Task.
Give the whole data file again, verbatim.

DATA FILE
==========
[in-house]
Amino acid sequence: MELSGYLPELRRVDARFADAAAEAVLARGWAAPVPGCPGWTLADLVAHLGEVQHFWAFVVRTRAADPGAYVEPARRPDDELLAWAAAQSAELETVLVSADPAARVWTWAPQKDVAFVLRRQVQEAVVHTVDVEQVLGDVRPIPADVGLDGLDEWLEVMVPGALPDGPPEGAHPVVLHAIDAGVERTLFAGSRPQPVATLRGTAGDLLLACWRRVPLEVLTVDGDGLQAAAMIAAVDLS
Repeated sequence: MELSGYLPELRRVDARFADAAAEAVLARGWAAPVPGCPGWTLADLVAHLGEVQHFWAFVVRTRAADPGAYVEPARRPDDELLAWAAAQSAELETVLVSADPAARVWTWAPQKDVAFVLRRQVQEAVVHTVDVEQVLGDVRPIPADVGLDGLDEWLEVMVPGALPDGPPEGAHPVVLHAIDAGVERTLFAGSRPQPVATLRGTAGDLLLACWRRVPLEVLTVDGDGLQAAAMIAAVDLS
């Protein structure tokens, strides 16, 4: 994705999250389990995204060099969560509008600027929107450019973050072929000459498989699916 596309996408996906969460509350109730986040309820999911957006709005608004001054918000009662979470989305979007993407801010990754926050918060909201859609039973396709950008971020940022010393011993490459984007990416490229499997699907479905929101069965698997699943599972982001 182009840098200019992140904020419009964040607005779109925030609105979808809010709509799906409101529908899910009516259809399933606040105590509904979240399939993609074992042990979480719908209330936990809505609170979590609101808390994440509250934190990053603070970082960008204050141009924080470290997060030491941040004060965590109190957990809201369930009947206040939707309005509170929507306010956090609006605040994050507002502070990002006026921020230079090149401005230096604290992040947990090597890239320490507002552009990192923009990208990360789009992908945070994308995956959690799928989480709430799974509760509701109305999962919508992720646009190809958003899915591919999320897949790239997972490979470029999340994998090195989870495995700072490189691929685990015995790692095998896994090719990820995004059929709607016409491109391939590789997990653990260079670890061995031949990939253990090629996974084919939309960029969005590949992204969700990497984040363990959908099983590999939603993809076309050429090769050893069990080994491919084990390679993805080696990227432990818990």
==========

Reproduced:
[in-house]
Amino acid sequence: MELSGYLPELRRVDARFADAAAEAVLARGWAAPVPGCPGWTLADLVAHLGEVQHFWAFVVRTRAADPGAYVEPARRPDDELLAWAAAQSAELETVLVSADPAARVWTWAPQKDVAFVLRRQVQEAVVHTVDVEQVLGDVRPIPADVGLDGLDEWLEVMVPGALPDGPPEGAHPVVLHAIDAGVERTLFAGSRPQPVATLRGTAGDLLLACWRRVPLEVLTVDGDGLQAAAMIAAVDLS
Repeated sequence: MELSGYLPELRRVDARFADAAAEAVLARGWAAPVPGCPGWTLADLVAHLGEVQHFWAFVVRTRAADPGAYVEPARRPDDELLAWAAAQSAELETVLVSADPAARVWTWAPQKDVAFVLRRQVQEAVVHTVDVEQVLGDVRPIPADVGLDGLDEWLEVMVPGALPDGPPEGAHPVVLHAIDAGVERTLFAGSRPQPVATLRGTAGDLLLACWRRVPLEVLTVDGDGLQAAAMIAAVDLS
């Protein structure tokens, strides 16, 4: 994705999250389990995204060099969560509008600027929107450019973050072929000459498989699916 596309996408996906969460509350109730986040309820999911957006709005608004001054918000009662979470989305979007993407801010990754926050918060909201859609039973396709950008971020940022010393011993490459984007990416490229499997699907479905929101069965698997699943599972982001 182009840098200019992140904020419009964040607005779109925030609105979808809010709509799906409101529908899910009516259809399933606040105590509904979240399939993609074992042990979480719908209330936990809505609170979590609101808390994440509250934190990053603070970082960008204050141009924080470290997060030491941040004060965590109190957990809201369930009947206040939707309005509170929507306010956090609006605040994050507002502070990002006026921020230079090149401005230096604290992040947990090597890239320490507002552009990192923009990208990360789009992908945070994308995956959690799928989480709430799974509760509701109305999962919508992720646009190809958003899915591919999320897949790239997972490979470029999340994998090195989870495995700072490189691929685990015995790692095998896994090719990820995004059929709607016409491109391939590789997990653990260079670890061995031949990939253990090629996974084919939309960029969005590949992204969700990497984040363990959908099983590999939603993809076309050429090769050893069990080994491919084990390679993805080696990227432990818990």